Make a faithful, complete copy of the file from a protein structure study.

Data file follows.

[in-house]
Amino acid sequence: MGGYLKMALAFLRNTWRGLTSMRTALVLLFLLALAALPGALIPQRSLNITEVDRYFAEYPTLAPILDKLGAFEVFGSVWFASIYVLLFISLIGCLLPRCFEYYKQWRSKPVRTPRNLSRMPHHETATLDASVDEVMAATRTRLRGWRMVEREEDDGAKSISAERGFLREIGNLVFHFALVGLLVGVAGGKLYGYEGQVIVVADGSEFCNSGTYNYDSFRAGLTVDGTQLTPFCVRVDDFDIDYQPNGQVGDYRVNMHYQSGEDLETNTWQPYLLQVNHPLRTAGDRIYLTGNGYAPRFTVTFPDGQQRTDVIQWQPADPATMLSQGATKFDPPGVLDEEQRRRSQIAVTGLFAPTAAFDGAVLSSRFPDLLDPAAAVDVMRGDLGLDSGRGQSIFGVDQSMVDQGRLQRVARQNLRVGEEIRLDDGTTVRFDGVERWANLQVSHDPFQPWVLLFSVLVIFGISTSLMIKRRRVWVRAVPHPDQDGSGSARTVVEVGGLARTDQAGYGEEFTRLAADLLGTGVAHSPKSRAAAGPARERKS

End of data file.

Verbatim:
[in-house]
Amino acid sequence: MGGYLKMALAFLRNTWRGLTSMRTALVLLFLLALAALPGALIPQRSLNITEVDRYFAEYPTLAPILDKLGAFEVFGSVWFASIYVLLFISLIGCLLPRCFEYYKQWRSKPVRTPRNLSRMPHHETATLDASVDEVMAATRTRLRGWRMVEREEDDGAKSISAERGFLREIGNLVFHFALVGLLVGVAGGKLYGYEGQVIVVADGSEFCNSGTYNYDSFRAGLTVDGTQLTPFCVRVDDFDIDYQPNGQVGDYRVNMHYQSGEDLETNTWQPYLLQVNHPLRTAGDRIYLTGNGYAPRFTVTFPDGQQRTDVIQWQPADPATMLSQGATKFDPPGVLDEEQRRRSQIAVTGLFAPTAAFDGAVLSSRFPDLLDPAAAVDVMRGDLGLDSGRGQSIFGVDQSMVDQGRLQRVARQNLRVGEEIRLDDGTTVRFDGVERWANLQVSHDPFQPWVLLFSVLVIFGISTSLMIKRRRVWVRAVPHPDQDGSGSARTVVEVGGLARTDQAGYGEEFTRLAADLLGTGVAHSPKSRAAAGPARERKS